This is a guide for those backpackers looking to cross the border between Peru and Ecuador at the Aguas Verdes border crossing, between the towns of Tumbes and Haquillas. If you're heading to Ecuador from Mancora and want to know the most practical way, this is the post for you.
Do note that there is a slightly cheaper way to cross this border, involving a number of buses, but due to the practicalities of crossing this border at night, and the lack of significant financial savings in doing so, we would recommend opting for the route outlined below - and that’s coming from two backpackers who have crossed dozens of borders in South America and usually do it the cheapest way possible.
If you’re going to be travelling from Peru to Ecuador, but no beginning your journey from Mancora, then you are likely going to arriving at a different border crossing point (La Tina). If so, then you should read this guide which has step-by-step information on the that route.
Buy Your Ticket in Mancora
This border crossing is done overnight, and so you should buy your ticket the day before travel or on the morning of at the very latest.
Whilst we always try to book our bus tickets directly from the operator, either online or via an office, this did not appear to be an option for international buses leaving from Mancora. Instead, you will need to physically purchase your ticket from one of the cluster of travel agencies the day before you intend to travel; you can find them on the main street in Mancora, near the municipal mercado (they all have a banner stand outside promoting bus companies).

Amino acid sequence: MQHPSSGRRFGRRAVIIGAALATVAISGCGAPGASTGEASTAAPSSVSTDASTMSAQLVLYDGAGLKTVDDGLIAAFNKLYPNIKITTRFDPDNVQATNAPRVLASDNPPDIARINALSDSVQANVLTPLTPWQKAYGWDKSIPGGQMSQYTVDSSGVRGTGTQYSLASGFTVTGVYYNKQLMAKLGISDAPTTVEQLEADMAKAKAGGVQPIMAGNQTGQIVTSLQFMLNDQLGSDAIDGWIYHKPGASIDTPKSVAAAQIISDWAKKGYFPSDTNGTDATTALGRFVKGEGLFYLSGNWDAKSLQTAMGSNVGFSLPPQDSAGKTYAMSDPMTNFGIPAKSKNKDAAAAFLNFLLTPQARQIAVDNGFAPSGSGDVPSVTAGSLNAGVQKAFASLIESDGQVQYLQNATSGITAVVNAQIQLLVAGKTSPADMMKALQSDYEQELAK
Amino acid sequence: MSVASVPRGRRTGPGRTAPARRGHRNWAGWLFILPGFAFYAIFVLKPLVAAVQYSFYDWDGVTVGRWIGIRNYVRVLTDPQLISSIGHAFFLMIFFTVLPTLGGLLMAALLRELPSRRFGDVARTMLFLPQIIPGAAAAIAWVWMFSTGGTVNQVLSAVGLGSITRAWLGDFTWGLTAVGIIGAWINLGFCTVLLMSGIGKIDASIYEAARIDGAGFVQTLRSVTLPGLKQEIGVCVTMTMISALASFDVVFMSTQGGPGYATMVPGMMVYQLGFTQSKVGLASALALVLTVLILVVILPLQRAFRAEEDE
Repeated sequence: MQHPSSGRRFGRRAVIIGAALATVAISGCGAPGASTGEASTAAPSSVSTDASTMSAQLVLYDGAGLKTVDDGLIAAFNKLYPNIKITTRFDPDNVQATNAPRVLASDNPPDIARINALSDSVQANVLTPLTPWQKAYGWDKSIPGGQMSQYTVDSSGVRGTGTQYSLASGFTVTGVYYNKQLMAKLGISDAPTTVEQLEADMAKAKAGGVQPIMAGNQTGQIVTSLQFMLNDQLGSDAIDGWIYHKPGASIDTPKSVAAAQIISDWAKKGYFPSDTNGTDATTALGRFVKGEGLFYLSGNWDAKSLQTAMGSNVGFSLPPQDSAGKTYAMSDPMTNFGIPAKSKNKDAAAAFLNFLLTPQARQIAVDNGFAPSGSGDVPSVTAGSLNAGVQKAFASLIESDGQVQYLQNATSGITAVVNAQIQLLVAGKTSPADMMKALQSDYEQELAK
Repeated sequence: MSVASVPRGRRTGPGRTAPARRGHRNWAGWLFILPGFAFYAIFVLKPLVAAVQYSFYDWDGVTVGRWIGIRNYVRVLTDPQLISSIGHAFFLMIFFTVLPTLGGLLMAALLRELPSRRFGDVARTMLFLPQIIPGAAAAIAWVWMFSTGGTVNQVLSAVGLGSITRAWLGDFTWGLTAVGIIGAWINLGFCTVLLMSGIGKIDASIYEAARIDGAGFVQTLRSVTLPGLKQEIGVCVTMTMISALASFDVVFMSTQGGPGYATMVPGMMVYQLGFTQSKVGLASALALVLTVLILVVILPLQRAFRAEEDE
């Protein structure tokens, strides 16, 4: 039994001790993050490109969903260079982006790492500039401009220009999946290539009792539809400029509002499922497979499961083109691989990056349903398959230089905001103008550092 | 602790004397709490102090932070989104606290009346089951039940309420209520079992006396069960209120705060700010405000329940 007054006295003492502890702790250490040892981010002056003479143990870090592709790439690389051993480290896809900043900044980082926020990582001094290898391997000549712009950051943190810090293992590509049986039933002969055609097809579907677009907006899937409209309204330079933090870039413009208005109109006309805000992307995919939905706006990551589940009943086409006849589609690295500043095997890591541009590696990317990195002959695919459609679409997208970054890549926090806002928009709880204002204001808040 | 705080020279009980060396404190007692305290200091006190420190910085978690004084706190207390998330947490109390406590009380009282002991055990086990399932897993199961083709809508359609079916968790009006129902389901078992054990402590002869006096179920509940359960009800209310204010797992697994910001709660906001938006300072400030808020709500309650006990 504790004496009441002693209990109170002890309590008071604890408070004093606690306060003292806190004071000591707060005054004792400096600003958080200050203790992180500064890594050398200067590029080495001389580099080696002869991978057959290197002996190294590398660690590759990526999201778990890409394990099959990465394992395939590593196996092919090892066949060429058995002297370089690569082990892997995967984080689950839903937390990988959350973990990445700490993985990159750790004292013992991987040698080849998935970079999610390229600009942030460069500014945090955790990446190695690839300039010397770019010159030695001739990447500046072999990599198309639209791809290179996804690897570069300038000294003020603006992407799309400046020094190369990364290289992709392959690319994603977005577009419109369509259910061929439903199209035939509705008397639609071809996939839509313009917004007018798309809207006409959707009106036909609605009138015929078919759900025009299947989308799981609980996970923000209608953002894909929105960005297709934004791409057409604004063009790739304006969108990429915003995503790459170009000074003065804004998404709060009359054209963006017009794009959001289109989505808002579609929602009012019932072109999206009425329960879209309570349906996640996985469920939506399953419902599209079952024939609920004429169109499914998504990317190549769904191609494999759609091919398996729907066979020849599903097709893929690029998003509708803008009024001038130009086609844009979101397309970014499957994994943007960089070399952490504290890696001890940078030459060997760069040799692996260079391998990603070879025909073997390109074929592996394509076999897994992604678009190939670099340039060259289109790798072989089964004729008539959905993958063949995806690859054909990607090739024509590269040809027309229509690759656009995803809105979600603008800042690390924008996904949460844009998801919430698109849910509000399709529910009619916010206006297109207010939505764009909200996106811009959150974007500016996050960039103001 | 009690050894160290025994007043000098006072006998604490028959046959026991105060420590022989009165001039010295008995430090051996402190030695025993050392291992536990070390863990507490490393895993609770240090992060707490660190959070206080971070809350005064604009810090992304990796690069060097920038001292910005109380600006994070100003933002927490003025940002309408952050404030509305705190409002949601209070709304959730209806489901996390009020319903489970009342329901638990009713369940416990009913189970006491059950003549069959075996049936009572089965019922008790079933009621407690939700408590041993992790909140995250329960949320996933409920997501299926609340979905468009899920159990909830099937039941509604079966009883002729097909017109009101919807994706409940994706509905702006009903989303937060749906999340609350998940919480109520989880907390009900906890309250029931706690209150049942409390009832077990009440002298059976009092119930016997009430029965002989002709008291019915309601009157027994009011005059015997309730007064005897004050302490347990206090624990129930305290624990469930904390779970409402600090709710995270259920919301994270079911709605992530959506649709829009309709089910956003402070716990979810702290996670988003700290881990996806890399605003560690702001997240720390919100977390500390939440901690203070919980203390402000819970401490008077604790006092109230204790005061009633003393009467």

All the agencies seemed pretty much of a muchness, and they offered the same departure times and prices to Cuenca (the most sensible first stop to have in Ecuador if doing this border crossing). We can however recommend the Azuay bus company which had regular departures at 21.30, 23.00, and 23.30 for 70 - 90 soles depending on whether you went first or second class. As it’s an agency, they’re definitely making a bit of a mark-up, so feel free to try and get a better price than the one first offered.
Whichever company you pick, ensure that your bus is directo so that you do not have to change buses at any point along the border crossing journey.
Read Next | If you’re planning a trip to Mancora, take a look at our guide to the backpacker beach town.
Arrive 20 minutes prior to departure
The buses leave from the main street, next to the casino - if unsure, just ask the travel agent to write down the address. It’s not far, but if you’ve got a lot of luggage, we’d recommend taking a tuk-tuk from your hostel for 3-5 soles.
Aim to be arrive there 20 minutes early, as you’ll need to redeem your travel agent bought ticket for an alternative bus ticket with a USD value. If we were in any doubt that there was a commission associated with this booking, this was it!
Tip | It may be a little cheaper to go straight to this office next to the casino to try and buy your tickets - if you do it, let us know in the comments.
Board the Mancora to Cuenca Bus
The buses are coming from quite a significant distance away, so don’t be surprised if they’re a little late (our bus 23.30. departure didn’t turn up until 23.45). When it arrives, place your main luggage under the bus, and you will be given a tag by the driver (or his assistant).